Having overspent dramatically on celebrity spokespeople and high-profile stadium naming deals just as the crypto winter was starting to blow across the industry, crypto exchanges have backed off of celebrity spokespeople urging to get “in on” an investment consumers are now very wary of at best.
How far have exchanges backed off?
If February, the Super Bowl-happy industry spent $85 million on TV ads, according to television advertising measurement firm ISpot.tv, Bloomberg reported.
That was led by exchanges like FTX, Coinbase, and Crypto.com, which shelled out $6.5 million per 30-second ad during the big game — to say nothing of $135 million to name the Miami Heat’s stadium FTX Arena for 19 years, a reported $192 million to make Coinbase the “exclusive cryptocurrency platform partner” of the NBA and WNBA, and a staggering $700 million to turn the NBA’s LA Lakers’ Staples Arena into the Crypto.com Arena for 20 years.
In July? Crypto companies spent $36,000 on TV ads, ISpot.tv said. (Although using the plural of “advertisement” is pure speculation.)
While crypto ads obviously peaked during the Super Bowl, the drop was very quick: ISpot.tv said the ad bill was $18 million in March, $6 million in April, $8 million in May and just $3 million in June, before essentially zeroing out in July.
Nor is likely to come back anytime soon, Eric Haggstrom, director of business intelligence at industry research form Advertiser Perceptions, told Bloomberg.
“Ad sellers shouldn’t expect growth in this vertical the remainder of the year due to the crash in crypto valuations and emerging allegations of fraud among companies in the crypto market,” he said. “Crypto has been a boom-and-bust industry since its inception, and advertising budgets will follow the same trajectory.”
Fortune Favors the Wise
That could have something to do with that 30% trading volume drop and $1.1 billion loss Coinbase reported in Q2.
Or the hundreds of millions of dollars FTX CEO Sam Bankman-Fried is spending to prop up and acquire struggling crypto firms for the good of the industry and/or his bottom line, depending on who’s version of the truth you believe.
Which means you probably won’t be seeing NFL legend turned FTX equity owner/spokesman Tom Brady and his wife, supermodel/ FTX spokeswoman Gisele Bündchen taking a flamethrower to an ice sculpture by the pool or texting his friends the plumber and dog walker to get “in on” crypto — in what Ad Age described as an attempt to “democratize the crypto category and make crypto trading accessible to everyone.”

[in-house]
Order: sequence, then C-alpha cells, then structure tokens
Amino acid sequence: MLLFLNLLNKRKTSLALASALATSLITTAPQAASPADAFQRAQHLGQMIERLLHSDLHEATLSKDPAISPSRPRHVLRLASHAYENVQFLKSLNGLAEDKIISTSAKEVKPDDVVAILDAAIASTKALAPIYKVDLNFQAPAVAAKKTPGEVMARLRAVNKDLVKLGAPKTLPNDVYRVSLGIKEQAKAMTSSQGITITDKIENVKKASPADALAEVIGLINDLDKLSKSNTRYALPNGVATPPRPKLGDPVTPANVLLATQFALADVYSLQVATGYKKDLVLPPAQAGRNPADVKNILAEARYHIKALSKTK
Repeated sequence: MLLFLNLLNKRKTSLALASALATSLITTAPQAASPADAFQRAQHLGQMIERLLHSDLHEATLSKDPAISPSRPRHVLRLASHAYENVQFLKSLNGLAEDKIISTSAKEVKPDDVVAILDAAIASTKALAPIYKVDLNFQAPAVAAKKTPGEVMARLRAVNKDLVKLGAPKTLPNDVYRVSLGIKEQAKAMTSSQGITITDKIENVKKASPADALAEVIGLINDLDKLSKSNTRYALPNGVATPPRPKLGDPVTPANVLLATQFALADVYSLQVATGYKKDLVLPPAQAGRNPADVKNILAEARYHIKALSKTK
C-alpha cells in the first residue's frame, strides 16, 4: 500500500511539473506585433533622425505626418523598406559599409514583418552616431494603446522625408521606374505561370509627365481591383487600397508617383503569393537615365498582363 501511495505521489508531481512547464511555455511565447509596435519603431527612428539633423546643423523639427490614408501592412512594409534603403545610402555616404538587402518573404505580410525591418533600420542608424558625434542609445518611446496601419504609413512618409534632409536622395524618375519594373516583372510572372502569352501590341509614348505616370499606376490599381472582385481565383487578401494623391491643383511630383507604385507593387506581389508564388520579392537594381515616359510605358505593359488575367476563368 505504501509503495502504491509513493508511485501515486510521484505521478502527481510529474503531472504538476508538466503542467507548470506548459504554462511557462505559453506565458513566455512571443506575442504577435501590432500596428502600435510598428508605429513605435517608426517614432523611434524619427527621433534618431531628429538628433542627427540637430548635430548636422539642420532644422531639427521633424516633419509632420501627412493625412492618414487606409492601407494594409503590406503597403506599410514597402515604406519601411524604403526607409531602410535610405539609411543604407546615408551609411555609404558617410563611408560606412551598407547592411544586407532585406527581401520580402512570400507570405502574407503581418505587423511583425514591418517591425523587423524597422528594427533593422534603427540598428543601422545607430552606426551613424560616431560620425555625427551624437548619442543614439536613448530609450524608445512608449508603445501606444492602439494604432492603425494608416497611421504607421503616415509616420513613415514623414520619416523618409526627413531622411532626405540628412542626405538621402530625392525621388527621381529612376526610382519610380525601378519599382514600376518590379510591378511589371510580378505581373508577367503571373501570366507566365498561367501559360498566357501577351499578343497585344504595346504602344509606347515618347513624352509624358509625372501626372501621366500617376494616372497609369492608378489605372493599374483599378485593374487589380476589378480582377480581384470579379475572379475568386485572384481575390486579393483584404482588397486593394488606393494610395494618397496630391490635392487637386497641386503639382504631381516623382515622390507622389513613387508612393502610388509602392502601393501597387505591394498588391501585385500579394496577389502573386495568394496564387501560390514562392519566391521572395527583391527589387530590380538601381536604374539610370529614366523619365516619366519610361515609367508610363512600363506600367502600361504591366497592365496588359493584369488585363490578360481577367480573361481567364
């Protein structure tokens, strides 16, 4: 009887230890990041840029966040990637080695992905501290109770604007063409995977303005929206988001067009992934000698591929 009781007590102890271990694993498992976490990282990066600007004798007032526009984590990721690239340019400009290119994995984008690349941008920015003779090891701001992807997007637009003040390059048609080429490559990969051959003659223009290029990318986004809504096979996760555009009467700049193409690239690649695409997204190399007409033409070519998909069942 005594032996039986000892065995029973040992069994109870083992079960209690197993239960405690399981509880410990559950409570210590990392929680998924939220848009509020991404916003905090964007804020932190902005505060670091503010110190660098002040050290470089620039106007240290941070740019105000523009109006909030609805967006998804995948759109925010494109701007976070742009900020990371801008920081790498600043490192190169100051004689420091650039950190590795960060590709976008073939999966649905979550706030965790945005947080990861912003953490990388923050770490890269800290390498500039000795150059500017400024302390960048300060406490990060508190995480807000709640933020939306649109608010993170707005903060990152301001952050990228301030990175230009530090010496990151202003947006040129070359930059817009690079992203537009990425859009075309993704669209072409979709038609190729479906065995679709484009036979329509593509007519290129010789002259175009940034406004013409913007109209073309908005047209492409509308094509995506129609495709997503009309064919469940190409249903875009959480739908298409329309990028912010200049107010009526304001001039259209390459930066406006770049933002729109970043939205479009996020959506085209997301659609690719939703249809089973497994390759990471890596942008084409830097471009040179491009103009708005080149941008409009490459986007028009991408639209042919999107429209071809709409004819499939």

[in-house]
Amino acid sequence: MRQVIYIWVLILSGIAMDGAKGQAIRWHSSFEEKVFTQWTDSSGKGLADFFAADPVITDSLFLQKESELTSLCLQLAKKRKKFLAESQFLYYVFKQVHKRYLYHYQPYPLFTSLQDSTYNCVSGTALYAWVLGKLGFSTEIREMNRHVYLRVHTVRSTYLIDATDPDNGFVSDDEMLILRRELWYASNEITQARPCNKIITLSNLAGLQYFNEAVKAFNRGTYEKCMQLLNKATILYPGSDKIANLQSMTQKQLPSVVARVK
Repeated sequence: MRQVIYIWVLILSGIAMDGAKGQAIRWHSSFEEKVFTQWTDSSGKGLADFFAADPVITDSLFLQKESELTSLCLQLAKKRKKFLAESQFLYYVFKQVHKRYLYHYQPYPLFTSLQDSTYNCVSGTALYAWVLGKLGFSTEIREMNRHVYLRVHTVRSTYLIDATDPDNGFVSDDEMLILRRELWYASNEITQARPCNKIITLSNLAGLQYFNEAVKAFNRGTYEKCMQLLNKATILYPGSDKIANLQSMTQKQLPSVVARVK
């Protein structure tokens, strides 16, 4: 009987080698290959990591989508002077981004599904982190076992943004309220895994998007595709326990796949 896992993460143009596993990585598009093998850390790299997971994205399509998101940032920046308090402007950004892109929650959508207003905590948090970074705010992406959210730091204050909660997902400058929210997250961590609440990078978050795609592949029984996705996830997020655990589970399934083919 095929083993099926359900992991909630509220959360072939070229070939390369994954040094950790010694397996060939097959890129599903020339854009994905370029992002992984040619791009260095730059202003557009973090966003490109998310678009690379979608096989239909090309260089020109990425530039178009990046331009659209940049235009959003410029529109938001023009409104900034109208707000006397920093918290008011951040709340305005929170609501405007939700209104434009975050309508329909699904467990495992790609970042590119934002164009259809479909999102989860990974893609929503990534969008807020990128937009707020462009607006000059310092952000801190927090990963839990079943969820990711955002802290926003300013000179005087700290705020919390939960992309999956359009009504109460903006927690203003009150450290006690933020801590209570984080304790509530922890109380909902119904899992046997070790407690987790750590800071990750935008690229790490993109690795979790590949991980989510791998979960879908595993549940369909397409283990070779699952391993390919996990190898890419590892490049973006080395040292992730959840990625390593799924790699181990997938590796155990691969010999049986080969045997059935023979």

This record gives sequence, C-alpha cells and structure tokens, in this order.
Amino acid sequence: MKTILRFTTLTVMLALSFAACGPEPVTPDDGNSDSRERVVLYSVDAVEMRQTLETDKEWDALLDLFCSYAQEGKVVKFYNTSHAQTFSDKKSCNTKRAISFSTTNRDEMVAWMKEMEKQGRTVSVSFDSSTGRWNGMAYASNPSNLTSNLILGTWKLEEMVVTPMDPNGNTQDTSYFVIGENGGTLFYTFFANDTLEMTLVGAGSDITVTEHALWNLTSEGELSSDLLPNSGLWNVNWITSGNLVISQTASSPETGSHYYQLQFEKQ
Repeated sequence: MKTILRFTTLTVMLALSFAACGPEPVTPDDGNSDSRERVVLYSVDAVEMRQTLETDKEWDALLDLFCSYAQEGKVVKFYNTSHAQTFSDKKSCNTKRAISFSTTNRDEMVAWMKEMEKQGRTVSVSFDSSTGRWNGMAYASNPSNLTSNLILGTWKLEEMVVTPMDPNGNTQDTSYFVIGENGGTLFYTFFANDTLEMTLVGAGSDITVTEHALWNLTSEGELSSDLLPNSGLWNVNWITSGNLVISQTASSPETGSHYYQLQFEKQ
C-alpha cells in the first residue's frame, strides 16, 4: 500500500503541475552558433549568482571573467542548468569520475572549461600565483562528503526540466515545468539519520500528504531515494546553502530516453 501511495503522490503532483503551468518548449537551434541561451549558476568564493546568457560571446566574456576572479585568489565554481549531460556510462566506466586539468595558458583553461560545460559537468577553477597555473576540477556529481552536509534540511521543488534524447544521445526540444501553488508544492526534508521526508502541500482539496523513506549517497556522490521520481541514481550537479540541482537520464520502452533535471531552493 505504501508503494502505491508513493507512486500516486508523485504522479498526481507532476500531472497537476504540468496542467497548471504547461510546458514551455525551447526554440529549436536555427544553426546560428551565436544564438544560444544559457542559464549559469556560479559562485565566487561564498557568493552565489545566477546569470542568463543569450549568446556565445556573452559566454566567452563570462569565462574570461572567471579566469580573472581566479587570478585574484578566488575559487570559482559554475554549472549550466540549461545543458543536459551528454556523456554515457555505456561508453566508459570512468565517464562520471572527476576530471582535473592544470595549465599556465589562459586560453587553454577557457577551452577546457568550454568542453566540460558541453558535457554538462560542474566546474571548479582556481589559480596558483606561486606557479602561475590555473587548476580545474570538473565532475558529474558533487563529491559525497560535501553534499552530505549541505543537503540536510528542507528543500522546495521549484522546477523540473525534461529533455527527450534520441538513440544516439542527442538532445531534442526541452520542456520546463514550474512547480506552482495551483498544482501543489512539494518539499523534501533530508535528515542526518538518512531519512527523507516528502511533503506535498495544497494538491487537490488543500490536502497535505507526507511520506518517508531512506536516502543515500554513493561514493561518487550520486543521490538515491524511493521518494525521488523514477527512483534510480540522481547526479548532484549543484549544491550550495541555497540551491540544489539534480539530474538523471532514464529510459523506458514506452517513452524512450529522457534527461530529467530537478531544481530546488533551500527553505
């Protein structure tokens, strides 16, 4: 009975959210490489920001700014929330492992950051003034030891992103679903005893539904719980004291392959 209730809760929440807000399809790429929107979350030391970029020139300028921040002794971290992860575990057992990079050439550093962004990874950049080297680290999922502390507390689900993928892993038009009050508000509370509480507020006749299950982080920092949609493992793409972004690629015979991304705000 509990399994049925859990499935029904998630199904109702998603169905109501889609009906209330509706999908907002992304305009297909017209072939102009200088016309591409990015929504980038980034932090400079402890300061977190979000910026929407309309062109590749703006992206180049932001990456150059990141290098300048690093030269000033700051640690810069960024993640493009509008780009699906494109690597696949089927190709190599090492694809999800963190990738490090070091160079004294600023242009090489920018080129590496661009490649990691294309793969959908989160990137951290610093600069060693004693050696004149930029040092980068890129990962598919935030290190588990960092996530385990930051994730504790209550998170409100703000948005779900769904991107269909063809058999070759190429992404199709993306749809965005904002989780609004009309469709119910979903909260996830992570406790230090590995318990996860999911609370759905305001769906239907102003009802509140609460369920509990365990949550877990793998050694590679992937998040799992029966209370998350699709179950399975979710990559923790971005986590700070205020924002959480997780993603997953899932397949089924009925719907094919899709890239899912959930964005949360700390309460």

Nor actor Matt Damon saying, “Fortune favors the brave” as he compares crypto to the invention of the airplane and space flight.
Although to be fair, Damon is probably more than happy not to be getting work on a contract that saw him widely mocked for months by crypto investors, like the one in June that Hollywood publication Variety noted reminded fans, “If you bought $1,000 of bitcoin the day Matt Damon’s “Fortune favors the brave!” commercial came out, it would now be worth $375.”
If you bought $1,000 of bitcoin the day Matt Damon’s “Fortune favors the brave!” commercial came out, it would now be worth $375 pic.twitter.com/rp5IdjBD3m
— 🦀 Jon 🦀 Schwarz 🦀 (@schwarz) June 13, 2022
That’s to say nothing of being broadly criticized for representing a risky investment like crypto without, detractors said, being clear about how risky investing in digital assets can be.
“This is real money that people are investing,” Giovanni Compiani, a University of Chicago marketing professor, told The New York Times in May. “Those who promote it should be more upfront about the potential downsides.”
That’s a problem with crypto investing in general, economist David Evans, chairman of Global Economics Group, told PYMNTS earlier this month while calling for far tougher regulation of the stablecoin segment of the cryptocurrency ecosystem that enables the trading he likens to gambling.
“The fact of the matter is the major use case for cryptocurrencies today is speculation,” Evans said. “And that speculation is increasingly hype-driven, celebrity-driven.”
Would-be crypto buyers, Evans said, “shouldn’t have the exchanges hyping things in the way that they’ve been currently doing, in my humble view.”
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